By Elizabeth Pantley
From The No-Cry Discipline Solution (McGraw-Hill 2007)
Children can be both excited and bored when at a restaurant. They can find it difficult to sit in one place for the length of time necessary to order, wait, eat, and pay for the meal. This problem is one that improves with age, development and practice. With a good game plan, you can help your children learn how to behave appropriately in a restaurant so that you can all enjoy the experience.
What to do
Pick the right restaurant.
Choose a restaurant based on its level of child-friendliness. Whatís important? The availability of a childrenís menu that includes food your kids will actually eat. The absence of a long wait for a table. Booster seats or high chairs. Private booths or eating nooks as opposed to one large open room. And a noisier, family-friendly atmosphere.
Teach restaurant manners at home.
If you are casual about mealtime manners at home, donít expect your children to miraculously develop table manners because you happen to be sitting in a restaurant. Practice good manners at home for every meal, and your children will be prepared when you eat out.
Have longer sit-down meals at home.
Typically, at home we call our children to the table when all the food is ready, and then excuse them as soon as they are finished eating. If you want to practice for restaurant visits itís a good idea to have them come to the table a few minutes earlier. Then sit and chat for a bit after you are finished with the meal. Make it fun by telling stories or jokes or talking about upcoming plans. Not only will this be great practice for eating out, itís a wonderful ritual to introduce into your home.
Dine out at your regular meal time.
When possible, stick close to your routine. Plan to dine at a reasonable time, before the kids become famished and tired. If you must go out later than your usual time, then provide your children with a snack at the normal time, and allow them to have a smaller meal at the restaurant, or to eat half the meal and bring the rest home.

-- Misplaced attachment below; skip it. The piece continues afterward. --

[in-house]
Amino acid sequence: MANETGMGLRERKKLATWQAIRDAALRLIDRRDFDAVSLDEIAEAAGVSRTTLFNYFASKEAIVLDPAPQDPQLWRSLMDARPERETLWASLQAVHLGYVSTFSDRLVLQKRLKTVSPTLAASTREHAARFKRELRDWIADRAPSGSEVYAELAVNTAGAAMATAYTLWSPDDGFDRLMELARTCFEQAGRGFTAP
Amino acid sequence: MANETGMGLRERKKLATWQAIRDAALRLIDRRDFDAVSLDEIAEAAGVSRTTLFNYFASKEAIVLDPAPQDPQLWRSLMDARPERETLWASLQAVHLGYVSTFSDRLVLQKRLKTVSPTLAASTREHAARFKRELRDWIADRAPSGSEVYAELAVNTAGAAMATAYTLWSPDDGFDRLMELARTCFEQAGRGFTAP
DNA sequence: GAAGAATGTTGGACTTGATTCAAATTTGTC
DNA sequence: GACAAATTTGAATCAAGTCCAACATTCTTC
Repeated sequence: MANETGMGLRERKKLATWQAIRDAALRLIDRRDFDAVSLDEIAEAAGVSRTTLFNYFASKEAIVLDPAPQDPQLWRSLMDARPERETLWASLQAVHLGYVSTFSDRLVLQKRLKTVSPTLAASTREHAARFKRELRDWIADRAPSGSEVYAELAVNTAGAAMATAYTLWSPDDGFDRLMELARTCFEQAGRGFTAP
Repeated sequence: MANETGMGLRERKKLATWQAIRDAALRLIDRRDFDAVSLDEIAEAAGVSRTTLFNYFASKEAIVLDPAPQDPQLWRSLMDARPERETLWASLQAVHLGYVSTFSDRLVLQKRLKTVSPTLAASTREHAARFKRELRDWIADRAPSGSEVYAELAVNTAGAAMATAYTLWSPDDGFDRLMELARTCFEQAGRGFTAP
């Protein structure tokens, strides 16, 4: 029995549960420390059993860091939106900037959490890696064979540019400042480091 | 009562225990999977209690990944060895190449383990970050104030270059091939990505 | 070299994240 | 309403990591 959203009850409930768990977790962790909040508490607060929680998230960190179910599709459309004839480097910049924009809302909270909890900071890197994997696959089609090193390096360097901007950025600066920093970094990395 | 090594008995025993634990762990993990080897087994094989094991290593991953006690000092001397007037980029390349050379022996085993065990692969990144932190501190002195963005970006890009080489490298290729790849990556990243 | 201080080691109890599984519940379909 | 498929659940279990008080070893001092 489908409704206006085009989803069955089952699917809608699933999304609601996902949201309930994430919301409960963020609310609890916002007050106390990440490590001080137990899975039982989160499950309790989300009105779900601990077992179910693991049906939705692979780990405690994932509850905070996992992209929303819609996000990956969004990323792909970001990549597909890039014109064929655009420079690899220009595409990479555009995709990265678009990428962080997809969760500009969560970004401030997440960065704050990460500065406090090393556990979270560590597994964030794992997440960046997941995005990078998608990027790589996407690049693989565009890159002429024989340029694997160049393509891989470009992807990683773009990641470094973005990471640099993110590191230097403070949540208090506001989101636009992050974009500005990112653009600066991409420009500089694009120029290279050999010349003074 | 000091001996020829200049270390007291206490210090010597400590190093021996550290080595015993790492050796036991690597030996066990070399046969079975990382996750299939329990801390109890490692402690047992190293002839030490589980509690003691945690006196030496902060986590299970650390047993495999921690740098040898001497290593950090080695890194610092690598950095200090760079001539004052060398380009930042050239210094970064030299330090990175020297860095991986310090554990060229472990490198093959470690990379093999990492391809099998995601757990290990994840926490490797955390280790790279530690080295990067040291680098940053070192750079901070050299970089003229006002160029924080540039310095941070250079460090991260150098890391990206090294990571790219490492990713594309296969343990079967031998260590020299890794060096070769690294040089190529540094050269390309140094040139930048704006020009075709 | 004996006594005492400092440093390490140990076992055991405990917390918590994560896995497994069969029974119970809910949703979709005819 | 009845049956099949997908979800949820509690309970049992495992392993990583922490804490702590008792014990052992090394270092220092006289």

Review your restaurant rules before you go.
Be very specific and leave no stone unturned. A sample list of "restaurant rules" might be: Sit in your seat. Use a quiet inside voice. Use your silverware, not your fingers. Have nice conversation, no bickering. If you donít like something, keep your comments to yourself and fill up on something else. If you have to use the restroom, ask me privately and Iíll take you.
Ask for an immediate appetizer.
Many restaurants automatically bring bread or chips to the table as soon as you are seated. If this isnít the case, ask for something to be brought out for the kids.
Bring along a few simple toys, like a deck of cards, plastic animals, or small quiet toys that can keep the kids occupied while they wait.
"We ask for to-go boxes and the check at the same time we order our food. This way, if
we have to leave because of a tired or whiny child, we can make a fast get away."
Reagan, mother to Hailey, age 2
What not to do
Donít imagine that eating out with kids is the same as dining without them.
When you take children to a restaurant the focus is not the cuisine or the atmosphere. Itís all about controlling the excitement and boredom, teaching your children formal manners, and having quality family time.
Donít stay too long after eating.
Keep your post-meal conversation short. The longer you stay, the more likely your children will run out of patience and act up.
Donít make them eat what they donít like.
Stick with familiar foods when possible. If the grilled cheese sandwich your child ordered turns out to be Swiss cheese on sourdough allow your child to eat the French fries and pack up the sandwich. A restaurant is not the place to battle over new and unfamiliar foods.
Donít stay if youíre not having fun.
If a childís behavior gets out of hand, take her to the restroom or out to the car for a time out so that she can calm down. If she continues to misbehave, donít be afraid to ask for doggie bags and leave the restaurant. But donít give up. Review your expectations and try again.
Excerpted with permission by McGraw-Hill Publishing from The No-Cry Discipline Solution (McGraw-Hill 2007) by Elizabeth Pantley http://www.pantley.com/elizabeth
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